What is EMD?
EMD stands for earnest money deposit, which is given to a seller by a buyer in order to show good faith when buying a home. The money actually buys the buyer time to find financing for the purchase, as well as get a title search, property appraisal and inspection done in the meantime. This can also be called “good faith money.”
The EMD is usually delivered when the purchase agreement is signed, but it can also be included with the buyer’s offer. The funds are held in an escrow account until closing, so that the seller knows that the buyer is sincere about the sale. Eventually, the deposit is applied to the buyer’s down payment and closing costs.
The contract involving both the buyer and the seller does not obligate the buyer to purchase the property, but asks the seller to take the property off the market while it is being inspected and appraised. The EMD shows evidence of the buyer’s offer in good faith.
If the sale does not go through, the buyer may be able to reclaim the EMD. The contract may require a property fix, which may not happen or may go wrong, causing the sale agreement to fall through. However, an EMD is not refundable in every instance. The seller may be able to keep the EMD if the buyer changes their mind or fails to meet the deadline on the contract. In many cases, the buyer may have to forfeit the EMD.
An EMD is not set in stone — it can be negotiated between the buyer and the seller. Often, the amount can range between 1% and 2% of the purchase price of the home, depending on the market. It could be higher if the property’s market is hot.
A higher EMD may be a stronger signal to the seller that the buyer is serious. However, the buyer should remain careful that not too much money is offered as an EMD, since it may not be possible to get that money back if the deal falls through.
An EMD is usually paid by the buyer with a certified or personal check. It can also be paid with a wire transfer. The money goes into a trust or escrow account that is held by the real estate brokerage, law office or title company. The funds are held until the deal closes, and the money is applied toward the buyer’s closing costs and down payment. Escrow accounts can also earn interest on the EMD.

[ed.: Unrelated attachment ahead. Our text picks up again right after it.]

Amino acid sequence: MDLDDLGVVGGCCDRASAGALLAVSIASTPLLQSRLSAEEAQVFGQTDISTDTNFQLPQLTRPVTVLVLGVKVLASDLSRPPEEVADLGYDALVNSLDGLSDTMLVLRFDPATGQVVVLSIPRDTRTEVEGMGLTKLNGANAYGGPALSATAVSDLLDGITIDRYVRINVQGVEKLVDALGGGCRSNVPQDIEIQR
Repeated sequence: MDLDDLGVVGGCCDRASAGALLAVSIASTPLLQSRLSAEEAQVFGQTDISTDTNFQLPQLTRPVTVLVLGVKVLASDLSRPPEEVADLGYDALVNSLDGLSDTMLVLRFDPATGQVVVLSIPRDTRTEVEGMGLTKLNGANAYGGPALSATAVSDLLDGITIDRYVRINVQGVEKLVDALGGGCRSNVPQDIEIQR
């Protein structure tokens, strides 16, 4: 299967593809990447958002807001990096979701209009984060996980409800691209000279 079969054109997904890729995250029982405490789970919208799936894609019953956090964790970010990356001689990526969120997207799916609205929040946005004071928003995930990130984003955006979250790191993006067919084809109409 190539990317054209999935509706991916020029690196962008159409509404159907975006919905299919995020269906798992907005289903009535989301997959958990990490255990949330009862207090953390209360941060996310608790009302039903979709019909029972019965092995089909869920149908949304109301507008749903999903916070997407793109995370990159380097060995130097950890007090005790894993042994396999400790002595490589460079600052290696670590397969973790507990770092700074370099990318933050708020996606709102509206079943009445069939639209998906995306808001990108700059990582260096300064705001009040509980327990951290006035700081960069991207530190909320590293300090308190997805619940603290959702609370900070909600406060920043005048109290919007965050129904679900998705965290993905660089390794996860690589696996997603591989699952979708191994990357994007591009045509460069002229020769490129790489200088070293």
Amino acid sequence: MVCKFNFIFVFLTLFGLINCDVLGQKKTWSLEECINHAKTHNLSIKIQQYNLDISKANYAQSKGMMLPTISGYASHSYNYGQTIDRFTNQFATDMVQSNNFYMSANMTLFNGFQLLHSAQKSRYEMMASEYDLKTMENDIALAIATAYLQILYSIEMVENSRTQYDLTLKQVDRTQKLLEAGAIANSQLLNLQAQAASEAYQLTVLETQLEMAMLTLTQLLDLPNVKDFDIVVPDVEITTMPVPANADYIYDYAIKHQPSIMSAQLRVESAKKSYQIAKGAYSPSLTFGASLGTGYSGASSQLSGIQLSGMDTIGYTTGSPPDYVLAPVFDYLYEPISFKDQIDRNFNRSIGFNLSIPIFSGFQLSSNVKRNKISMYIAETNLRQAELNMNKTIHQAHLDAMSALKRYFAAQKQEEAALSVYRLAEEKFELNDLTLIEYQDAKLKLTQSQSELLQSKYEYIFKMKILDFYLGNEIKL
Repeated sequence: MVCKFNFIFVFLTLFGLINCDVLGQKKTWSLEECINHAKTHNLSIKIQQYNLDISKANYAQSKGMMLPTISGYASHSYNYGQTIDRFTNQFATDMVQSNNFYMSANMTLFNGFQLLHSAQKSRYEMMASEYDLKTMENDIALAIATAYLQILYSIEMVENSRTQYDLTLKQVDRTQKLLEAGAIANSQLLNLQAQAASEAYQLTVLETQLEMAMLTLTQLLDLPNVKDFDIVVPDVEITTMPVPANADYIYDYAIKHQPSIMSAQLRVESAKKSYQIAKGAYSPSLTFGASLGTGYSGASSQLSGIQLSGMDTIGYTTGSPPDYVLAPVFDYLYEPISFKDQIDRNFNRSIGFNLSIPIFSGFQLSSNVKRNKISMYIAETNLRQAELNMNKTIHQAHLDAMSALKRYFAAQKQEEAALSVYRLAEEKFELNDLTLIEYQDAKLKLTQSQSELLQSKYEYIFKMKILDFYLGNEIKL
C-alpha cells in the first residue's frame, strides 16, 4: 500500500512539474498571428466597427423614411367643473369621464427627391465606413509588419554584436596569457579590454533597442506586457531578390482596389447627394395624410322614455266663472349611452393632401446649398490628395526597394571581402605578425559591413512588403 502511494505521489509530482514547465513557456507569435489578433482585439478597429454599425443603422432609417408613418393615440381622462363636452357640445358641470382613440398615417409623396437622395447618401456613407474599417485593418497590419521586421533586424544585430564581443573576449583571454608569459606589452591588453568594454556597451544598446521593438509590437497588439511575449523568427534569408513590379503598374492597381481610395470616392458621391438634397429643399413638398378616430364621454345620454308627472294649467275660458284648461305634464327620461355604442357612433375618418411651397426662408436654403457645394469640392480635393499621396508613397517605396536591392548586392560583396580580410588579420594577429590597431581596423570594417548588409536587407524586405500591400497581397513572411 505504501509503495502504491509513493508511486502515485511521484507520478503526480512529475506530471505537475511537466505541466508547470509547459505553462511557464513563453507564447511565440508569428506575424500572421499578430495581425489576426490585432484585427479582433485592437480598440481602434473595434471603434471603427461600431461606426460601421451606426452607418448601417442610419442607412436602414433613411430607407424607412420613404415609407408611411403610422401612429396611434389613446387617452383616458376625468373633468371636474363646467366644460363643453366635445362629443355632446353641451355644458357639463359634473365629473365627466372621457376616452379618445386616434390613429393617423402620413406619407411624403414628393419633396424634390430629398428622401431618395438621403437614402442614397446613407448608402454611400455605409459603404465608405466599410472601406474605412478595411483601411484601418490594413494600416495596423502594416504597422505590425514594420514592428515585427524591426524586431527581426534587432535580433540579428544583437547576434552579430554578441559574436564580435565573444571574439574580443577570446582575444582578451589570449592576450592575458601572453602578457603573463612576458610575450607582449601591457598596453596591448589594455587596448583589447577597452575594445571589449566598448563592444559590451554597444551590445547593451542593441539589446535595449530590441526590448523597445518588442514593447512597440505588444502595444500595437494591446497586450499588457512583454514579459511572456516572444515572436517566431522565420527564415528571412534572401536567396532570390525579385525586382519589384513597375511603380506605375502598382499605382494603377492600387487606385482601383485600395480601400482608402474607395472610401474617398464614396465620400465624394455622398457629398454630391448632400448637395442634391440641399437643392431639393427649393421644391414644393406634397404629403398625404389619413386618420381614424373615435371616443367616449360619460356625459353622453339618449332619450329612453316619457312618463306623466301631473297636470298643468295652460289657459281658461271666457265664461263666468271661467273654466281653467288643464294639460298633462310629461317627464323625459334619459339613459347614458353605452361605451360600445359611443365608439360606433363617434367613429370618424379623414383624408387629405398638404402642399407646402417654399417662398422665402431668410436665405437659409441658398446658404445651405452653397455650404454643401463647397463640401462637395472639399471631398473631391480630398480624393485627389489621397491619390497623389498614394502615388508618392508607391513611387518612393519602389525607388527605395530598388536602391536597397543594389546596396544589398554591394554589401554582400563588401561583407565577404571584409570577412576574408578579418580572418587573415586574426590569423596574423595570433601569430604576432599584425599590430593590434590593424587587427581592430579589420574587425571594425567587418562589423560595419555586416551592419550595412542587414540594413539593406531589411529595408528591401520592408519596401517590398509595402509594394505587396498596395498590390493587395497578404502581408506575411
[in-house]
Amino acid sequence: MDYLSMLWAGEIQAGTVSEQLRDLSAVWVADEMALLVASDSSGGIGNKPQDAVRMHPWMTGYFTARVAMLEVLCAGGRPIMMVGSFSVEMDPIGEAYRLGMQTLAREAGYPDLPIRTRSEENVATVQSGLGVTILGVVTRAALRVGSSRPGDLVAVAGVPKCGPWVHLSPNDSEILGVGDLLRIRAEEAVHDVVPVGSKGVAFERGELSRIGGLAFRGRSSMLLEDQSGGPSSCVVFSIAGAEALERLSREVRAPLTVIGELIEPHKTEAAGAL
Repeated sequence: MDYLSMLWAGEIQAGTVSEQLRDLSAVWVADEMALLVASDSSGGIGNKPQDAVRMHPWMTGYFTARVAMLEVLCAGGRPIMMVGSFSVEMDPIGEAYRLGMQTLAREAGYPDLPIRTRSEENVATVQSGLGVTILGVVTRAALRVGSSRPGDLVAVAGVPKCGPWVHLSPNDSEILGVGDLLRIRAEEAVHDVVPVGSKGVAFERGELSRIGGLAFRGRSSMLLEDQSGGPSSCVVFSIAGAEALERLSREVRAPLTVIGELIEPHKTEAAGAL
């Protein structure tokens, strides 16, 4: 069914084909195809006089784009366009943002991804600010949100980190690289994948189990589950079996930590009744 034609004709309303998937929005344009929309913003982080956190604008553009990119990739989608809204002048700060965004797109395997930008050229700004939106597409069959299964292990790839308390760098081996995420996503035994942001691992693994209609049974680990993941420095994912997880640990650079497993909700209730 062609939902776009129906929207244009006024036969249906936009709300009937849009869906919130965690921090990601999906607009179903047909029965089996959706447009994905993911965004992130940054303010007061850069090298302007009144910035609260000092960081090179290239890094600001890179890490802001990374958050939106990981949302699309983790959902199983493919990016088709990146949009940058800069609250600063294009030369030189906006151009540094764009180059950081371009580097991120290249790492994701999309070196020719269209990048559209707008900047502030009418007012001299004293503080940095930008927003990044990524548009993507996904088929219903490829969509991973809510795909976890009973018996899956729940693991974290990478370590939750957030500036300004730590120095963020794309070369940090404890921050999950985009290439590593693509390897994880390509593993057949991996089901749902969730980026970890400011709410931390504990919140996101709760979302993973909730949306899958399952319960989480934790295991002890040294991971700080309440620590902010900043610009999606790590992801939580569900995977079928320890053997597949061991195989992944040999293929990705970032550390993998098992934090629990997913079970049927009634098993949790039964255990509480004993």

Considerations to keep in mind when buyers offer an EMD, according to Investopedia:
Make sure contingencies for financing and inspections are included in the contract. Without these, the deposit could be forfeited if the buyer can’t get financing or a serious defect is found during the inspection.
Read, understand, and abide by the terms of the contract. For example, if the contract states the home inspection must be completed by a certain date, the buyer must meet that deadline or risk losing the deposit—and the house.
Make sure the deposit is handled appropriately. The deposit should be payable to a reputable third party, such as a well-known real estate brokerage, escrow company, title company, or legal firm (never give the deposit directly to the seller). Buyers should verify the funds will be held in an escrow account and always obtain a receipt.
Bottom line: An EMD can help buyers strengthen their ownership of a deal, and show the seller that the buyer is serious about a purchase. It’s meant to be a legal, seamless, low-fuss transaction that helps the negotiation move along smoothly.